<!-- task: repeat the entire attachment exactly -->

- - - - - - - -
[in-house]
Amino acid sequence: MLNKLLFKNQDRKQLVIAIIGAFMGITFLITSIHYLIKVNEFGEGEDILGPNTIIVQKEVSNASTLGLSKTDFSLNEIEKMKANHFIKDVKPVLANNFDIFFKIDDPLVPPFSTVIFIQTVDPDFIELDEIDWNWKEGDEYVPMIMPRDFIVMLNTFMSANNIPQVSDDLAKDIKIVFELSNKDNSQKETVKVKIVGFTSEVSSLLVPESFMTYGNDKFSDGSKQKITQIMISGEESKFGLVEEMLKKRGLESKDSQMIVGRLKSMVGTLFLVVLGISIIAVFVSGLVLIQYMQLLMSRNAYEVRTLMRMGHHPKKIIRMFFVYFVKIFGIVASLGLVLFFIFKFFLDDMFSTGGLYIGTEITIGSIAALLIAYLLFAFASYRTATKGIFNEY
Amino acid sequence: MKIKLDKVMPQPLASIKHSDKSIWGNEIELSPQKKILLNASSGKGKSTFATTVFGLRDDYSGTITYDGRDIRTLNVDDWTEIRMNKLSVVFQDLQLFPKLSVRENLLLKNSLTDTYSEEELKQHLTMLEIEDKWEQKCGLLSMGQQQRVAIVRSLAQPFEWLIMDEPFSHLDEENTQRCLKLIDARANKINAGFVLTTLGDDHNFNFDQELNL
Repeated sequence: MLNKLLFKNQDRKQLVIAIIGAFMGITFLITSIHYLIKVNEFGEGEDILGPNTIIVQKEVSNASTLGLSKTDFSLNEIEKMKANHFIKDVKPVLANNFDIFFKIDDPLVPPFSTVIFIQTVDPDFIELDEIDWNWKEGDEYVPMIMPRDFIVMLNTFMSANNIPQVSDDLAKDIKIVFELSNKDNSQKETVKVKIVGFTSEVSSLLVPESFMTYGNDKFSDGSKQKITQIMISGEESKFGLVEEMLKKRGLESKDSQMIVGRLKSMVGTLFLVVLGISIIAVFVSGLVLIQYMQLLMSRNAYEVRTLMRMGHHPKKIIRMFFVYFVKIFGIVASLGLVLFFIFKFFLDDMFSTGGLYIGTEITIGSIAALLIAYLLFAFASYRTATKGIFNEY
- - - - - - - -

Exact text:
[in-house]
Amino acid sequence: MLNKLLFKNQDRKQLVIAIIGAFMGITFLITSIHYLIKVNEFGEGEDILGPNTIIVQKEVSNASTLGLSKTDFSLNEIEKMKANHFIKDVKPVLANNFDIFFKIDDPLVPPFSTVIFIQTVDPDFIELDEIDWNWKEGDEYVPMIMPRDFIVMLNTFMSANNIPQVSDDLAKDIKIVFELSNKDNSQKETVKVKIVGFTSEVSSLLVPESFMTYGNDKFSDGSKQKITQIMISGEESKFGLVEEMLKKRGLESKDSQMIVGRLKSMVGTLFLVVLGISIIAVFVSGLVLIQYMQLLMSRNAYEVRTLMRMGHHPKKIIRMFFVYFVKIFGIVASLGLVLFFIFKFFLDDMFSTGGLYIGTEITIGSIAALLIAYLLFAFASYRTATKGIFNEY
Amino acid sequence: MKIKLDKVMPQPLASIKHSDKSIWGNEIELSPQKKILLNASSGKGKSTFATTVFGLRDDYSGTITYDGRDIRTLNVDDWTEIRMNKLSVVFQDLQLFPKLSVRENLLLKNSLTDTYSEEELKQHLTMLEIEDKWEQKCGLLSMGQQQRVAIVRSLAQPFEWLIMDEPFSHLDEENTQRCLKLIDARANKINAGFVLTTLGDDHNFNFDQELNL
Repeated sequence: MLNKLLFKNQDRKQLVIAIIGAFMGITFLITSIHYLIKVNEFGEGEDILGPNTIIVQKEVSNASTLGLSKTDFSLNEIEKMKANHFIKDVKPVLANNFDIFFKIDDPLVPPFSTVIFIQTVDPDFIELDEIDWNWKEGDEYVPMIMPRDFIVMLNTFMSANNIPQVSDDLAKDIKIVFELSNKDNSQKETVKVKIVGFTSEVSSLLVPESFMTYGNDKFSDGSKQKITQIMISGEESKFGLVEEMLKKRGLESKDSQMIVGRLKSMVGTLFLVVLGISIIAVFVSGLVLIQYMQLLMSRNAYEVRTLMRMGHHPKKIIRMFFVYFVKIFGIVASLGLVLFFIFKFFLDDMFSTGGLYIGTEITIGSIAALLIAYLLFAFASYRTATKGIFNEY